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America and I never really got along. For more than half of my adult life, I’ve lived in far-flung places that have shielded me from the mass consumption, packaged foods and large living that I perceived was the United States. This summer, with the help of my camera, I set out to revisit that relationship.

After my long-time partner and I broke up last fall, I found myself single, with no home base, heartbroken and lost. Ever the gypsy, I imagined the open road would give me some direction and jumpstart my creative juices. And, so, with a wink to Jack Kerouac, I hopped in a rented red GMC with my dog, Bubba, and an Adele CD I acquired at our first Starbucks stop, and began a 35-day road trip through California, Arizona, New Mexico, Utah and Nevada, in the hopes of making peace with America — and perhaps finding some peace within myself.

As a self-portrait photographer, I planned to capture my personal struggles while cruising Route 66 into the dry, cactus-flecked fields of the Southwest, but, thankfully, things never turn out as expected. Instead, while scouting locations or setting up my tripod, I discovered empty and enchanting miles of sandstone rising from the highway, mesmerizing mountains peaking in the lonely distance, and encountered the most eclectic cast of characters – all Americans, in America. Even though the road has a past and a future, pure present tense and beauty was all that existed, as I said yes to whatever experience presented itself. It was transformational at every level. This series, peppered with iPhone and Instagram images (yet to be posted here), serves as a visual scrapbook of my wondrous discoveries.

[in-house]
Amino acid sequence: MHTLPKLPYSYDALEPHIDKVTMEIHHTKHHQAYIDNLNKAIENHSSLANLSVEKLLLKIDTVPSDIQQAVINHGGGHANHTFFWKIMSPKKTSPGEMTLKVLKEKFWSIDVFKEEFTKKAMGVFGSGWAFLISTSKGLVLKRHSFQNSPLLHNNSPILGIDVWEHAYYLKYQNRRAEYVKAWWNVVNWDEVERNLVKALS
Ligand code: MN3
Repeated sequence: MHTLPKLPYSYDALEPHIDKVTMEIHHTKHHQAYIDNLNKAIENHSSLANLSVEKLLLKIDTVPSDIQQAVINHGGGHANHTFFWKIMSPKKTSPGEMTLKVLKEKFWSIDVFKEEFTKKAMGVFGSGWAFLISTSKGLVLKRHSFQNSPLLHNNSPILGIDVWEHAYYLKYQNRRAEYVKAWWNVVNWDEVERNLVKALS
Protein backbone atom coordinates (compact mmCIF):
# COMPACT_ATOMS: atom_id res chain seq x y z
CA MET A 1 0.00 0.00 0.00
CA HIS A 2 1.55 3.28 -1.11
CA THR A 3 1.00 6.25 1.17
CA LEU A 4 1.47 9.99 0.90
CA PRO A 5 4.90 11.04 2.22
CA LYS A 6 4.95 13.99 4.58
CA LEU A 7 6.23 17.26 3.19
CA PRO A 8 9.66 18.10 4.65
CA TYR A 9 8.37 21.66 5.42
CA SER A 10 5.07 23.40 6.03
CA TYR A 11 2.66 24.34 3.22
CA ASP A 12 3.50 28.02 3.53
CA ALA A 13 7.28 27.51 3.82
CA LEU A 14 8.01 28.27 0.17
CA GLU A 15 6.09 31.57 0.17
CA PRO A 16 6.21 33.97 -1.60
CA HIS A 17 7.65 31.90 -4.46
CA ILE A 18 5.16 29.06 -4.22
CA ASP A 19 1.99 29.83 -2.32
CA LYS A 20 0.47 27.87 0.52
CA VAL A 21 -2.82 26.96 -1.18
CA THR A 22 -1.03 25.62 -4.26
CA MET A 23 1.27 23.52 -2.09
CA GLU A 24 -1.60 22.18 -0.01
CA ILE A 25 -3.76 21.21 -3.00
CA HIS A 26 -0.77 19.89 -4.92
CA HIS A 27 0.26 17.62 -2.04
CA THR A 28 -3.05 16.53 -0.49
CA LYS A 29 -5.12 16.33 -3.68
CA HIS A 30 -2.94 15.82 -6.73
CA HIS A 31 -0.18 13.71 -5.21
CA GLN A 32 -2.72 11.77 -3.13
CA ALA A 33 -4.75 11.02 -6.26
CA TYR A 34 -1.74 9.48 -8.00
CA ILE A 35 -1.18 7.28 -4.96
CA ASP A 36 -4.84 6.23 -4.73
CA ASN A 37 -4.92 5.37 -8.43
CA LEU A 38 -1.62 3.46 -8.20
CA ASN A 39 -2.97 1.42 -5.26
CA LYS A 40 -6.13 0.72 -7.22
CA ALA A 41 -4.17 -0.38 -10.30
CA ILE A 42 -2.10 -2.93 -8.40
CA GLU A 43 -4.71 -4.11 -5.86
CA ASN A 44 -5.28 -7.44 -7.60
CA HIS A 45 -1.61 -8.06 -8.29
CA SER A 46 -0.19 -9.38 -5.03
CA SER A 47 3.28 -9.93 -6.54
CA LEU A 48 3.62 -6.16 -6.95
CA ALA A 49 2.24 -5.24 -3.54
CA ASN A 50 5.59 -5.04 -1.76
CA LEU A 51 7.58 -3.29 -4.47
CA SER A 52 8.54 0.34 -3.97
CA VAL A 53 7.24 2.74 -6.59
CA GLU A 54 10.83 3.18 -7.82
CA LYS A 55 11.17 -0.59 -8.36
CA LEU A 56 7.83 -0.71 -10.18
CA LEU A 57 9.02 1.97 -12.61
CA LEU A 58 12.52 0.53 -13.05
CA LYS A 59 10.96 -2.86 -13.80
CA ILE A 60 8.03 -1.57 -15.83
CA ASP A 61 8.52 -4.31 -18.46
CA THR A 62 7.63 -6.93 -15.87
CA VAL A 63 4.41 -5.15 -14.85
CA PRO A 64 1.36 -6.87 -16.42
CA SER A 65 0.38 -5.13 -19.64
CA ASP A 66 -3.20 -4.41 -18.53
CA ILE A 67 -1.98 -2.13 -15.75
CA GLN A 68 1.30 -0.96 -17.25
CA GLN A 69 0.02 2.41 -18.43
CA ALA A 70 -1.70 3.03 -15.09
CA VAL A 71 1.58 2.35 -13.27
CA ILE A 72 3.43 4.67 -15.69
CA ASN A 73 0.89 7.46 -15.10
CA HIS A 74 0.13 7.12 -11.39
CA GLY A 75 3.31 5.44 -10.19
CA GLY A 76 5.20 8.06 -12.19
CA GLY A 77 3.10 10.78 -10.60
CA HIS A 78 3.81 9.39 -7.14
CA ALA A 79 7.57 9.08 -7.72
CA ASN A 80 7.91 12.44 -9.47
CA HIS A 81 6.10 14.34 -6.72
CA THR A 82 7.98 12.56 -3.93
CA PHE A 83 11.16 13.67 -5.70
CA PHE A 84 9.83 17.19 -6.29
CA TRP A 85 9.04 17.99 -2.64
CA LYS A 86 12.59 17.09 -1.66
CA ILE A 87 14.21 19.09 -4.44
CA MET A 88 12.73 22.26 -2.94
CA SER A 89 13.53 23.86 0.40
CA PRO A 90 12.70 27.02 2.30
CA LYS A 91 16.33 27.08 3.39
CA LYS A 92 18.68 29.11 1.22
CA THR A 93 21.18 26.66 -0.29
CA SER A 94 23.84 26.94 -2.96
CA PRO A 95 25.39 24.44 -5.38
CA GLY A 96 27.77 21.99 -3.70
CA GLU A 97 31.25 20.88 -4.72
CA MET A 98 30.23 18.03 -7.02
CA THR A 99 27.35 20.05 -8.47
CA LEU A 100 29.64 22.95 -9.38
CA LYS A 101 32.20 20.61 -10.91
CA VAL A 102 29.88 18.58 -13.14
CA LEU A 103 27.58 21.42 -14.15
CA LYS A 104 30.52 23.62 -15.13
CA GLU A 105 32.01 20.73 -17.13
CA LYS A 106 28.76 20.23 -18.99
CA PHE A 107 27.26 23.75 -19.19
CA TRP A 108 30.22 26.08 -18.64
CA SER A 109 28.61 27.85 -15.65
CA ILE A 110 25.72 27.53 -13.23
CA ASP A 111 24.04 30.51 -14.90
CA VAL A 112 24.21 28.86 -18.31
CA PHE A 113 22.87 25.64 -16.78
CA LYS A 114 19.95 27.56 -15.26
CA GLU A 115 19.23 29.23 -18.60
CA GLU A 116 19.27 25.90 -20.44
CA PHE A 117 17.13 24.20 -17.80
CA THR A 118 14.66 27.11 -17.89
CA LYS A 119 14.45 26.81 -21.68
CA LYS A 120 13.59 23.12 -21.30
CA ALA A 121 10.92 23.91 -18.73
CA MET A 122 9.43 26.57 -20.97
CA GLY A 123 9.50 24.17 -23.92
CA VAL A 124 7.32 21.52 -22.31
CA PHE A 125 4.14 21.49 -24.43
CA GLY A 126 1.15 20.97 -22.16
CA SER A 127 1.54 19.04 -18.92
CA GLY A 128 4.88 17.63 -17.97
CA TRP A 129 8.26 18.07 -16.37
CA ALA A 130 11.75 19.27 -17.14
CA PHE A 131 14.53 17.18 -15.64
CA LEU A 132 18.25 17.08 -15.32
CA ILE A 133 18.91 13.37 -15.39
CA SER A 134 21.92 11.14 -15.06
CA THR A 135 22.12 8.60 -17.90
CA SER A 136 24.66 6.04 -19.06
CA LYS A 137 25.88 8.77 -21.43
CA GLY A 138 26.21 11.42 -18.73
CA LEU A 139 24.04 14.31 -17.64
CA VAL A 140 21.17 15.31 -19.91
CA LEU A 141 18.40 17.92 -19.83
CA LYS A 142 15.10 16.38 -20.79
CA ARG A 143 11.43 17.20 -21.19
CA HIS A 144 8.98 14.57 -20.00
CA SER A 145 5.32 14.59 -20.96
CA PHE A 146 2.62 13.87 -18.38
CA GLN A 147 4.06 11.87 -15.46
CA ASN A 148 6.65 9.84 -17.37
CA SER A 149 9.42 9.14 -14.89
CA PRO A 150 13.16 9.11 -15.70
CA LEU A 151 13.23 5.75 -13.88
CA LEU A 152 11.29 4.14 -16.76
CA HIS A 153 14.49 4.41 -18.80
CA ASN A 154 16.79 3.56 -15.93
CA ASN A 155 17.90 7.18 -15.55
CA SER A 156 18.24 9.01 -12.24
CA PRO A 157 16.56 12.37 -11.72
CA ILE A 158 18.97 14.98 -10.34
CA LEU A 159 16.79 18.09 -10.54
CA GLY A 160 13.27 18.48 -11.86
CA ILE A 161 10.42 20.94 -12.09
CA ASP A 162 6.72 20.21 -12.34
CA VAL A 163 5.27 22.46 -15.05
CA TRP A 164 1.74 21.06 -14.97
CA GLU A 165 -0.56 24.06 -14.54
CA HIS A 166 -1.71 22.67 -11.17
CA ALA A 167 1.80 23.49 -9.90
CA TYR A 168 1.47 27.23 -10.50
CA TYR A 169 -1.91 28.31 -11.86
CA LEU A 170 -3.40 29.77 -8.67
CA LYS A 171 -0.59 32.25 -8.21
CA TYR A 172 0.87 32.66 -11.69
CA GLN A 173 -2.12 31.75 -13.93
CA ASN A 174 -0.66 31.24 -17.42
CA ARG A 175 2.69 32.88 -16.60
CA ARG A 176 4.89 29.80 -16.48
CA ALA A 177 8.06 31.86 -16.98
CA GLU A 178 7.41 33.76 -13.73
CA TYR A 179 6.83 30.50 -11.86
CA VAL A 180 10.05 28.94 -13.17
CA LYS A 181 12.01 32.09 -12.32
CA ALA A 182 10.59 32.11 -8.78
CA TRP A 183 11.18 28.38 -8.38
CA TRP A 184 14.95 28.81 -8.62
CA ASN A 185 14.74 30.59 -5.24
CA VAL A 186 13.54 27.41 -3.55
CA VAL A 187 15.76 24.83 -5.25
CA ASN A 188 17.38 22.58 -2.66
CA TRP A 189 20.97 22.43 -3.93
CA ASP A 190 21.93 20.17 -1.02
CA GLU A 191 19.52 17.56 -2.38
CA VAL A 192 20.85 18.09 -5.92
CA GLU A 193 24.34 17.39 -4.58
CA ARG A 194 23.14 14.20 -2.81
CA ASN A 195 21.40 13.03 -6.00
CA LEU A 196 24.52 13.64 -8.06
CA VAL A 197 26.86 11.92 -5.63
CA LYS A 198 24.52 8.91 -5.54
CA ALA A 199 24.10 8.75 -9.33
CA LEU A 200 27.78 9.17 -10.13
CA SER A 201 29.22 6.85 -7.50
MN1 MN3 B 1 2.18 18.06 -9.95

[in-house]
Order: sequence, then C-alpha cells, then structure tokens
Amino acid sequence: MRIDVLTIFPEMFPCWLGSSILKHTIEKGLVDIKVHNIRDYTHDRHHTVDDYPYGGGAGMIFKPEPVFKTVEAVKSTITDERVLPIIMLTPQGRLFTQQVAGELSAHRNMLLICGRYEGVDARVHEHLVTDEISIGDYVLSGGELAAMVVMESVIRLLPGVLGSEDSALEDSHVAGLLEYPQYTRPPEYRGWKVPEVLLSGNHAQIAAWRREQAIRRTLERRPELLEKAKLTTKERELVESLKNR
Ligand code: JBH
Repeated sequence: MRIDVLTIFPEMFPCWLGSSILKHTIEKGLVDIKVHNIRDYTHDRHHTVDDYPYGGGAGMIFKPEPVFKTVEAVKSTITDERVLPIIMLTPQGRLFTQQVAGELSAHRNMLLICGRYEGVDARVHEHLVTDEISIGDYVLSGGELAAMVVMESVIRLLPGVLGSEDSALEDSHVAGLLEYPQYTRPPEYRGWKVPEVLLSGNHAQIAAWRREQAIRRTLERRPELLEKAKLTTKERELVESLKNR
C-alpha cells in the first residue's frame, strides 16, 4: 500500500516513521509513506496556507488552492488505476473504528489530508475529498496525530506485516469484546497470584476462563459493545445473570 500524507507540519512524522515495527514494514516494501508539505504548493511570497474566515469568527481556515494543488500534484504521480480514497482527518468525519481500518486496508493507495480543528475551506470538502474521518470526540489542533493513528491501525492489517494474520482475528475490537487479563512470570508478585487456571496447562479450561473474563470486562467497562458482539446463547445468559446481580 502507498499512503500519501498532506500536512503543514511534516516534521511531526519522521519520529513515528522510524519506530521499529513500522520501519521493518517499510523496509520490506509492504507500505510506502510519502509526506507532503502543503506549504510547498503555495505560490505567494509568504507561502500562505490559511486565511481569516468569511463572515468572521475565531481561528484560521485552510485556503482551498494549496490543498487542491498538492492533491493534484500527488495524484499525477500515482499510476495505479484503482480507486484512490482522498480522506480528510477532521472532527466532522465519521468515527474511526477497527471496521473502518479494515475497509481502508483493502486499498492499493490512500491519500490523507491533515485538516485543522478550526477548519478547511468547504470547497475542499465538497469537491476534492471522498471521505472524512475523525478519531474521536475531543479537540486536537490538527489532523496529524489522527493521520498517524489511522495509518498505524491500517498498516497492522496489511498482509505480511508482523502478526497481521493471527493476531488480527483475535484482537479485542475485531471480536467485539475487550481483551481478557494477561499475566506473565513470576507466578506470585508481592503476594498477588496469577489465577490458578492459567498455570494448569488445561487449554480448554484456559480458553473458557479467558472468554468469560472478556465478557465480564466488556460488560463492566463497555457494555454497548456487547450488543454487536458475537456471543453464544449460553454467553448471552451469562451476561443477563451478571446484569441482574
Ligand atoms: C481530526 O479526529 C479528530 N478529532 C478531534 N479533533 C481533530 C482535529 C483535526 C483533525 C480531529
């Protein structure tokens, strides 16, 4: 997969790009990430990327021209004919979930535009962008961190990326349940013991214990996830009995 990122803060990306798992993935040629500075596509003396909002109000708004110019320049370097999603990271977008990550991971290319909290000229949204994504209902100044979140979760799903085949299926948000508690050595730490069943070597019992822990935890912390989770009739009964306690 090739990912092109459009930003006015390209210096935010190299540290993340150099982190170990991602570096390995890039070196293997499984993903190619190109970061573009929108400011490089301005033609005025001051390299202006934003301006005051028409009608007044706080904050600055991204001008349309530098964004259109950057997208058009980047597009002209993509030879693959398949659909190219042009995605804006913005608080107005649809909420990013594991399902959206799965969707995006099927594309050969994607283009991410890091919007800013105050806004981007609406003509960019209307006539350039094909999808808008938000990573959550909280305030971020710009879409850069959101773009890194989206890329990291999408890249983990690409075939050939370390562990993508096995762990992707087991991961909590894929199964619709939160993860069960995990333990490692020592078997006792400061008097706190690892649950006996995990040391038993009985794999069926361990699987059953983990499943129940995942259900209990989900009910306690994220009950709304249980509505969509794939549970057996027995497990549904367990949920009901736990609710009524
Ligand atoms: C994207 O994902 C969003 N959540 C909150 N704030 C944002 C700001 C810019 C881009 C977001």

“Nothing behind me, everything ahead of me, as is ever so on the road.” ― Jack Kerouac, On the Road

the row
the move
garage dip

bestwestern dip
front desk
motel man
hill top

the road
arches self
motel lady
independence pass

detail bay
motel couple

road to arches
self portrait